The Bassett Train Depot, a 1923 Colonial Revival-style train station that now houses the Henry County Furniture Museum. The depot was integral to creation of a true town of Bassett. In 1952, President Dwight D.Eisenhower’s campaign train made a stop at the depot. On Garden Day, the depot will take on the role as its exhibit space. Those will range from a railway history exhibit with a speaker, to an exhibit about the Bassett Furnituremakers, the town’s semi-pro baseball team where Phil Rizzuto got his start. Visitors can also view local art at the Artisan Trail Exhibit and buy plants, thanks to the green thumbs of Magna Vista High School’s horticultural students. Everything Outdoors will be selling a special flower, the flame creeper azalea, this year’s Historic Garden Week flower. And, from 4 to 7 p.m., tour-takers can sample local wines and spirits. Although the tour officially ends at 6 p.m., visitors can stay on to enjoy the tasting until 7 p.m.
The Bassett tour has its roots in the past. (Three sites are listed on the National Register of Historic Places.) An exhibit at the depot, 15 Magical Miles, speaks to what residents and area leaders envision for the future.The exhibit outlines efforts by the Smith River Small Towns Collaborative with the Harvest Foundation to transform Bassett and neighboring Stanleytown, Fieldale and Koehler, industrial towns that grew up on the banks of the Smith River. The migration of manufacturing jobs overseas to cheaper labor markets left towns like Bassett facing the task of reinventing themselves. Bassett and its neighbors hope to build their future by creating curb appeal, town squares and other amenities. They then hope to draw visitors to fish the waters of the trout-rich Smith, to hike a growing network of trails along the riverbanks and in nearby hills, to partake of area cuisine and spirits, and to participate in cultural events at an outdoor music venue, all against a backdrop of history.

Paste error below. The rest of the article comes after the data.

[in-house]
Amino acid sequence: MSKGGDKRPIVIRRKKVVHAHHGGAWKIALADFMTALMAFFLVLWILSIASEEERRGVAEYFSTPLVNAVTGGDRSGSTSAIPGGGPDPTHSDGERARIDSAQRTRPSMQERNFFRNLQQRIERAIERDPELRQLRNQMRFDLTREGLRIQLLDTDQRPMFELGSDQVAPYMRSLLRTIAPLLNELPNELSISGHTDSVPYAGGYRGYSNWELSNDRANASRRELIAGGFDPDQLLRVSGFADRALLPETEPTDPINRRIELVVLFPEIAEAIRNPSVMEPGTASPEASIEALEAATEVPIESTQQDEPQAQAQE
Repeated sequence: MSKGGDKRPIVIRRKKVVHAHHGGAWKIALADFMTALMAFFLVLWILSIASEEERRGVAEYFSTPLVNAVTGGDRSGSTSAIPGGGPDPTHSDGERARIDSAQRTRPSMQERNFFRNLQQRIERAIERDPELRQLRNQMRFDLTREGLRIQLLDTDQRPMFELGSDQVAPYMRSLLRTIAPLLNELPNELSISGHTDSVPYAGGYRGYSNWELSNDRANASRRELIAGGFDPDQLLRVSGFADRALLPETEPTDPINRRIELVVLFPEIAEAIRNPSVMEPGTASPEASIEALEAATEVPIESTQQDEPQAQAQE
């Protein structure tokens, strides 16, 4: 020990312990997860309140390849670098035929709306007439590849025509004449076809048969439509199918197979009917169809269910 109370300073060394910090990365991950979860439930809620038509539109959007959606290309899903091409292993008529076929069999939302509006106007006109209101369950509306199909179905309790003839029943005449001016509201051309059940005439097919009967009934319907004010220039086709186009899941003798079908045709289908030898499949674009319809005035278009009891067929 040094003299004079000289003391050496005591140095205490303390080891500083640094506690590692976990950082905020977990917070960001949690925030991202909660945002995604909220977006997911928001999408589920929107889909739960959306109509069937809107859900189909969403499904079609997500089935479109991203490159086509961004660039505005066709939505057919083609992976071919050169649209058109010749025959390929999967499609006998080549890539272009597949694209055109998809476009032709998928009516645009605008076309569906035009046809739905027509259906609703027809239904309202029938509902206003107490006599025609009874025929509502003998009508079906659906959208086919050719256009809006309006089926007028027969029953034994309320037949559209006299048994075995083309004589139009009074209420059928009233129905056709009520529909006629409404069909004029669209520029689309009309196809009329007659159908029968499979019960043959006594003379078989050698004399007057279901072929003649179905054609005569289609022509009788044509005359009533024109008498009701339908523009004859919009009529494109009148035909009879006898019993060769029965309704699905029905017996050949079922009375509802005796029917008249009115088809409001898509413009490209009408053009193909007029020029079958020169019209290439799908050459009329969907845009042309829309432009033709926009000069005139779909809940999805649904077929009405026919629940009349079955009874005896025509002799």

This is the first in a series of posts about the Garden Day 2016 sites, the history behind them and the glimpses into the future that they offer.
Tickets: $20 per person. On tour day, buy at any site or at tour headquarters. Advance tickets at www.vagardenweek.org. Available locally March 30th- April 24th at Martinsville-Henry County Chamber of Commerce, Martinsville-Henry County Visitor’s Center, Piedmont Arts Association and the Patrick County Chamber of Commerce. Ticketholders may enter Fairy Stone State Park free on tour day.
Lunch: Historic J.D. Bassett Event Center/EMI dining room, 11:30 a.m. to 2p.m.; $12per person. Reservations required by April 25. Contact Eliza Severt, 276-632-2447, email@example.com, or Lynn Beeler, 276-638-1030, firstname.lastname@example.org.
Getting around: The tour will offer shuttle service. Two tour sites, the Haley house and Hamlet Vineyards, may be accessed only by shuttle. Shuttles will also go to Fairy Stone State Park. Shuttles available at Pocahontas Bassett Baptist Church, 120 Bassett Heights Road.
More info: Contact Lizz Stanley, tour chairman, 276-252-3009, or Cindy Edgerton, tour co-chairman, 276-732-2784. Reach either by email at email@example.com.